Boston: Copeland and Day, 1895. First Edition. Hardcover (issued without a dust jacket). Original plain buff boards, printed paper spine label; 12 mo. One of 50 copies on Japan vellum printed in green ink, bound in green thread, of an edition of 550. Crane's first regularly published book, the first using his own name. This limited edition it is generally speculated was issued after the success of The Red Badge of Courage which was most likely published shortly after this collection; both were written at the same time and on the same subject, War - his great theme. Leaves unopened. Spine label only lightly worn, spine barely darkened, corners ever so slightly bumped, a beautiful copy; custom cloth box with chemise, leather label. An exceptional copy in every way. Provenance: Frank Fletcher (bookplate) – Jane Engelhard (her Cragwood, NJ estate bookplate). Stallman A2b. BAL 4070; Kraus 20a, Copeland & Day 20a. Near fine. Item #15642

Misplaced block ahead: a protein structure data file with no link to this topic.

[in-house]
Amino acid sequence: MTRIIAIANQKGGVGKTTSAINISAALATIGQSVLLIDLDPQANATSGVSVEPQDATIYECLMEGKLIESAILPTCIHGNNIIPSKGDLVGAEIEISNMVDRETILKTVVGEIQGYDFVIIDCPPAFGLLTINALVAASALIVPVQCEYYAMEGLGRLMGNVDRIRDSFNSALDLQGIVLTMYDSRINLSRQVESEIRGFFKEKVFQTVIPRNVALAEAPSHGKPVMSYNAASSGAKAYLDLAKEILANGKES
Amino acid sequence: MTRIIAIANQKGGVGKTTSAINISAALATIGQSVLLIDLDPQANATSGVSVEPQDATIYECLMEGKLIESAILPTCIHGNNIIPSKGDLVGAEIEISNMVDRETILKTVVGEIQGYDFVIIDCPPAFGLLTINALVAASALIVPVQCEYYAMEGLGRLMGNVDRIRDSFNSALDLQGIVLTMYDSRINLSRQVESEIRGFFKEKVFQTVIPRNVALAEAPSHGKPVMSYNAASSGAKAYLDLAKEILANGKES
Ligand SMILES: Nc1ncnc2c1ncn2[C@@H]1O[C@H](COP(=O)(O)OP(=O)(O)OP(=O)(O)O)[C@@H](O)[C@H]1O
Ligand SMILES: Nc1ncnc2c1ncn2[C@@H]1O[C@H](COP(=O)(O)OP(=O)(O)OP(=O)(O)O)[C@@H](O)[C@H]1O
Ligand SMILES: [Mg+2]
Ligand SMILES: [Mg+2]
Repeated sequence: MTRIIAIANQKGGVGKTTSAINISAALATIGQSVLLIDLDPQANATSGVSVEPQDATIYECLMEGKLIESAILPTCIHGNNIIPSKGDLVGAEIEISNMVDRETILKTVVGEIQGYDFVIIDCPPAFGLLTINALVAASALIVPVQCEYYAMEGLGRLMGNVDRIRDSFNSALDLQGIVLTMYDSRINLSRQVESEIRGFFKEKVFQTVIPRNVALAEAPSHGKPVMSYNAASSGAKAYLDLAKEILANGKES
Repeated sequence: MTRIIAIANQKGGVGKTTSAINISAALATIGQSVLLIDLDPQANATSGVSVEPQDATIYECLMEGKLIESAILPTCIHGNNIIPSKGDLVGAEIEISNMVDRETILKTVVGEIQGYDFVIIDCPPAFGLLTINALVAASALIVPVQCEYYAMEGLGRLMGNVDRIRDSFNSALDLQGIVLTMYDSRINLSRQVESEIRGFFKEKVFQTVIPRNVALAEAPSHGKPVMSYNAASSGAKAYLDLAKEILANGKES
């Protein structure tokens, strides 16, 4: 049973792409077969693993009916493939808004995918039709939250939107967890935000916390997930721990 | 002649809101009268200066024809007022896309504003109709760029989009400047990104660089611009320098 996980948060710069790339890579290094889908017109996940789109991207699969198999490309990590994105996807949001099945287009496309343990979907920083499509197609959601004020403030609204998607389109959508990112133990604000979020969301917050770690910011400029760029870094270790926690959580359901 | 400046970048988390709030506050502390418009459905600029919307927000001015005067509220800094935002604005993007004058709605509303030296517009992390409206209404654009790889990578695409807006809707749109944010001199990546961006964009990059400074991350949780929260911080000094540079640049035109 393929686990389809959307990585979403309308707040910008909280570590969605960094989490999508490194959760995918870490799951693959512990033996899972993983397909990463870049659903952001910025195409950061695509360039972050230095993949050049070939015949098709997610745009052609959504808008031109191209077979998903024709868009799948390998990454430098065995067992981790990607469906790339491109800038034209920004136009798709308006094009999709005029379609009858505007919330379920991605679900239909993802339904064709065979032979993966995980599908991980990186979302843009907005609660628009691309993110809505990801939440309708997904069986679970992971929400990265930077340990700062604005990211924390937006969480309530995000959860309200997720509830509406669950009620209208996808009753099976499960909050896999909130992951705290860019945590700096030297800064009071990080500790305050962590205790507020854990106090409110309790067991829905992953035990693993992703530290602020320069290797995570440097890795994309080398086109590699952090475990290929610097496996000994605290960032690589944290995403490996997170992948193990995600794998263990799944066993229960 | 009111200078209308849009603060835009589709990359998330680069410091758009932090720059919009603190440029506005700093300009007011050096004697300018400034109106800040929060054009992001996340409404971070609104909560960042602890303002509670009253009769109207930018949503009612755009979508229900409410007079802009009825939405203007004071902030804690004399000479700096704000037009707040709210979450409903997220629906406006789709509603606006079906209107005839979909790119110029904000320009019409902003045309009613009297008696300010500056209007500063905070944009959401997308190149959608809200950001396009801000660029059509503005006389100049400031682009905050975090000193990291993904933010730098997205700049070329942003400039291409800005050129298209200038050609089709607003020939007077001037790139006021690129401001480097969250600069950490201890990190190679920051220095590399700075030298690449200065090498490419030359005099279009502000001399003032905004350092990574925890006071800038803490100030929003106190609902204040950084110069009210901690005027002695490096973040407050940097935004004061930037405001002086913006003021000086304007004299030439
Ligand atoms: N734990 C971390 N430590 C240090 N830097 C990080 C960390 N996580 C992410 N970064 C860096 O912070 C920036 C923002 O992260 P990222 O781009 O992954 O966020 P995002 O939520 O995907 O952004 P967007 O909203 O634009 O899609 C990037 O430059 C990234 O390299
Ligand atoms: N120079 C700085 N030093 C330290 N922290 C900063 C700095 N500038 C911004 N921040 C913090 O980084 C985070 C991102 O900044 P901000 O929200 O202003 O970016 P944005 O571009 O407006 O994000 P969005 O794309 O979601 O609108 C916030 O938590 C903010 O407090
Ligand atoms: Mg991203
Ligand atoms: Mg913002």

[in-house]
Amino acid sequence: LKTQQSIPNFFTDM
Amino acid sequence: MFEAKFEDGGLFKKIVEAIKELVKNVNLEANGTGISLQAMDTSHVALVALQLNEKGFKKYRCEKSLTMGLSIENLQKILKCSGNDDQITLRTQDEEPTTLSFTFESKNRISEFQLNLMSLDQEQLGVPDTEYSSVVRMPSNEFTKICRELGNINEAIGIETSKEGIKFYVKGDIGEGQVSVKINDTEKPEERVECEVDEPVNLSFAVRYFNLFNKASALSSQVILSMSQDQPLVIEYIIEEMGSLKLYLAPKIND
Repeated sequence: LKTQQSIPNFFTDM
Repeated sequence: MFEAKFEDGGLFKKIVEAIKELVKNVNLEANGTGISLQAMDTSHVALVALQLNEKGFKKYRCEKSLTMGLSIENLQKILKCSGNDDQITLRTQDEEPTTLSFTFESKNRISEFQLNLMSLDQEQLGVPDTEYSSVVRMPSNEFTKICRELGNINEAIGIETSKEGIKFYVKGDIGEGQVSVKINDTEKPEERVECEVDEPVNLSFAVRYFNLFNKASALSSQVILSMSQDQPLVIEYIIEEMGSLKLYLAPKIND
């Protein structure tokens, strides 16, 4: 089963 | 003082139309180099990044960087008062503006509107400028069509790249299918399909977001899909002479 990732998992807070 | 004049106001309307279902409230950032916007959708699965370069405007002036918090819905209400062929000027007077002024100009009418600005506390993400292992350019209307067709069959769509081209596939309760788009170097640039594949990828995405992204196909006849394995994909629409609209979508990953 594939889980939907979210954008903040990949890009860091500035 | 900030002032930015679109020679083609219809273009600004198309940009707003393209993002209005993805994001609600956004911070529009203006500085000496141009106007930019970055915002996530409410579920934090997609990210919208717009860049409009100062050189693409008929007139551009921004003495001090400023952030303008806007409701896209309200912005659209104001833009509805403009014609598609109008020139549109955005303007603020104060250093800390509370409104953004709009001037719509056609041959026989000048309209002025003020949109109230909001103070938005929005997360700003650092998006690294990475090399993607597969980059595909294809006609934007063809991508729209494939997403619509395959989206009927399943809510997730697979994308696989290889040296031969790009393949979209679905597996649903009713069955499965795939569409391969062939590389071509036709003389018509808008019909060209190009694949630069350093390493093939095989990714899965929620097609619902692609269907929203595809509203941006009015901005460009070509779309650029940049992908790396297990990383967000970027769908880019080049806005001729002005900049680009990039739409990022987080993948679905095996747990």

This book despite its small printing was quite widely reviewed, including by William Dean Howells in Harper's (he had earlier praised MAGGIE). Not all saw him as Howells did (he had compared Crane to Tolstoi). The New York Tribune (from which Crane was fired in 1892) took umbrage at his irregularity of form, Munsey's Magazine was the most succinct: "one of the newly heralded geniuses..., one of the fads among a certain class". In fact it was a very radical and still under appreciated book: radical in line and form (Crane calls them "lines", not "poems", as if they were lines he had written for a newspaper); in book design; and in its typography - printed entirely in caps. Paul Auster in his book on Crane BURNING BOY (2021) calls him “the first American modernist, the man most responsible for changing the way we see the world through the lens of the written word”.